Rosemary for Remembrance

[ Rosemary for Rememberance ] ~ from Monterey Bay Herb Company
Rosemary for Remembrance Shadow Header
"Pray you love, remember." Ophelia may have pleaded with her brother to remember their father's death while she teetered on the brink of madness, but rosemary was anything but forgotten in Hamlet's day.
In fact, the herb has long held a reputation for enhancing memory, honoring the dead, and scattering negative vibrations to the four winds.

[ Rosemary: remembrance of things past ] ~ from Monterey Bay Spice

a. rosemary &
the remembrance of things past

Rosmarinus officinalis is a woody evergreen native to the Mediterranean and a universal symbol of remembrance used to honor those who have passed on.

The tradition of laying sprigs of rosemary across the coffin or upon a tombstone dates back to ancient Egypt. This custom continued well into the medieval period and beyond. For instance, Shakespeare’s Juliet was bestowed with rosemary upon her untimely death. In Australia, where Anzac Day is celebrated in remembrance of one’s family ancestors, it is still customary to wear sprigs of rosemary today.

Ironically, it was when Shakespeare's Ophelia's mind had truly retreated into madness in attempt to forget the woes of her father's death when she petitions Laertes with, "There's rosemary, that's for remembrance, pray you love, remember."


[ Rosemary: the wedding day nosegay ] ~ from Monterey Bay Spice

b. rosemary &
the wedding day nosegay

Rosemary is also associated with enhancing memory and recall. Scholars of ancient Greece wore wreaths of rosemary about the brow to help improve recall while taking exams. This reputation has earned the herb a place among traditional wedding herbs used to grace the bride’s bouquet, headpiece, and dress—in effort to further memorialize the weighty occasion.

In addition to the bride's adornments, it was also once common to add rosemary to the couple’s wine to help them remember their sacred vows to each other. Wedding guests are also given sprigs of rosemary to wear to help them remember the occasion.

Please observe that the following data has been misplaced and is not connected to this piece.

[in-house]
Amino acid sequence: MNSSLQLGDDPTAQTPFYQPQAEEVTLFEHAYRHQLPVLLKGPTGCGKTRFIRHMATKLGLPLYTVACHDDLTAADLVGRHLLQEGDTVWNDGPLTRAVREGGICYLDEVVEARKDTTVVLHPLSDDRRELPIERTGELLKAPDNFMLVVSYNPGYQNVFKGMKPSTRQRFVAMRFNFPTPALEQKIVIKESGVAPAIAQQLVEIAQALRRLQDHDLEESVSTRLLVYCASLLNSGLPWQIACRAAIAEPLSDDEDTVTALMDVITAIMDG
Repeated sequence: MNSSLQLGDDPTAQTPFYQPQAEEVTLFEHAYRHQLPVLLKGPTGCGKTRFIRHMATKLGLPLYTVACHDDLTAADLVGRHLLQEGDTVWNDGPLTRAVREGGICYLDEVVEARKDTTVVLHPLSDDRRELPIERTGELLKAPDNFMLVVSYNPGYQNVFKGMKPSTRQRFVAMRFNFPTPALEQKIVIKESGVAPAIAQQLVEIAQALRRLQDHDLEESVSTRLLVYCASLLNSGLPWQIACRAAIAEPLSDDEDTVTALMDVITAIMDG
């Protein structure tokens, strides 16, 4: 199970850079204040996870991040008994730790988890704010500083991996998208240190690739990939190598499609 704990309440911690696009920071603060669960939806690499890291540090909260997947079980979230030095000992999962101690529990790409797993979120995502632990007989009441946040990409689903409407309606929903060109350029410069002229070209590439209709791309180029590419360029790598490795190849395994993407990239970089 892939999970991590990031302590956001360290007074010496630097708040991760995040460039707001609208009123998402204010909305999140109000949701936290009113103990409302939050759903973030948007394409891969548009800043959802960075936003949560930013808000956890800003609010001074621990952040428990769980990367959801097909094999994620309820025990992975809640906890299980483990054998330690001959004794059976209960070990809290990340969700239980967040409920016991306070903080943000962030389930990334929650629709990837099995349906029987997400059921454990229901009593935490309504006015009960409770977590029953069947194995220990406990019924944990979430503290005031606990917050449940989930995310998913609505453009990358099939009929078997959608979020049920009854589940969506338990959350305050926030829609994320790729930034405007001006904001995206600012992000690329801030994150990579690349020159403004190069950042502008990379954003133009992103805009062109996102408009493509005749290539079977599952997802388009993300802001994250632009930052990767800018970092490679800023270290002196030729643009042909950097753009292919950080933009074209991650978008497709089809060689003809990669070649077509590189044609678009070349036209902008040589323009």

At one time, it was customary for the bride and groom to plant rosemary near the marital threshold on their day of matrimony. However, the old saying "where rosemary flourished, the woman ruled," prompted some husbands to pluck the plant from the ground lest anyone should think he wasn’t fit to rule the roost. Perhaps this is why the practice fell out of favor by the late 15th century.

rosemary in bloom
for the bride and the groom

[ Rosemary in Bloom ] ~ from Monterey Bay Herb Company

[ Rosemary: A rose by any other name... ] ~ from Monterey Bay Spice

c. a rose by any
other name...

Rosemary takes its name from the Latin ros maris, which means “dew of the sea.” This is likely in reference to the herb’s preference for growing at low altittudes (albeit not necessarily along the coasts) of its indigenous domain. The name was combined in Middle English to rosmarine.

It was then further refined so as to emphasize the "Mary" which was in reference to an account of the Flight into Egypt. Reputedly while resting during the Virgin Mary and Christ child's journey to Egypt to escape King Herod, the Virgin hung her blue cloak on a rosemary bush thus causing its white flowers to turn blue. It has also been said that in her honor the plant came to be known as Rose of Mary, which was eventually shortened to the modern name rosemary—familiar to us today.

The Flight into Egypt
by Vittore Carpaccio
c 1500


[ The Lure of Lavender: In the Kitchen and Bath ] ~ from Monterey Bay Spice

d. rosemary &
uses beyond the kitchen

During the Middle Ages, rosemary was thought to be capable of dispelling negativity. As such, it was tucked under pillows to thwart nightmares and visits from evil spirits. It was also burned in the house to keep the black plague from entering. Perhaps this association with protection is why rosemary is still a common ingredient in incense used to cleanse sacred spaces. It was also thought to promote prosperity. In fact, 16th century merchants would often hire perfumers to infuse their shops with spirits of rosemary. The herb was also a popular addition to nosegays, wreaths, and other floral displays to encourage happiness of home and hearth.

Historically rosemary had a variety of uses. In one of the earliest herbals known to be printed in England, Rycharde Banckes recommended that one gather leaves of rosemary and “...boyle them in fayre water and drinke that water for it is much worthe against all manner of evils in the body." Indeed, rosemary was once thought to be a good for poor digestion, migraine, joint disorders, and muscle aches. In fact, Queen Elizabeth of Hungary was reputedly saved from a semi-paralysis when she sipped a concoction of rosemary to ease her painful joints. Hence, this formula came to be known as the infamous Hungary Water.

Today, rosemary is recognized as possessing a wealth of interesting components. For one thing, the plant contains salicylic acid, the forerunner of aspirin. This may explain why massaging the oil of rosemary into joints was sometimes used to ease arthritic or rheumatic pain. It also contains antibacterial and antimicrobial agents, and is used by modern herbalists in their cosemtic formulas made to address a variety of skin issues, including dandruff.

Researchers have discovered that certain phytochemicals in the herb prevent the degradation of acetylcholine, an important brain chemical needed for normal neurotransmission. A deficiency of this chemical is commonly seen in Alzheimer's patients.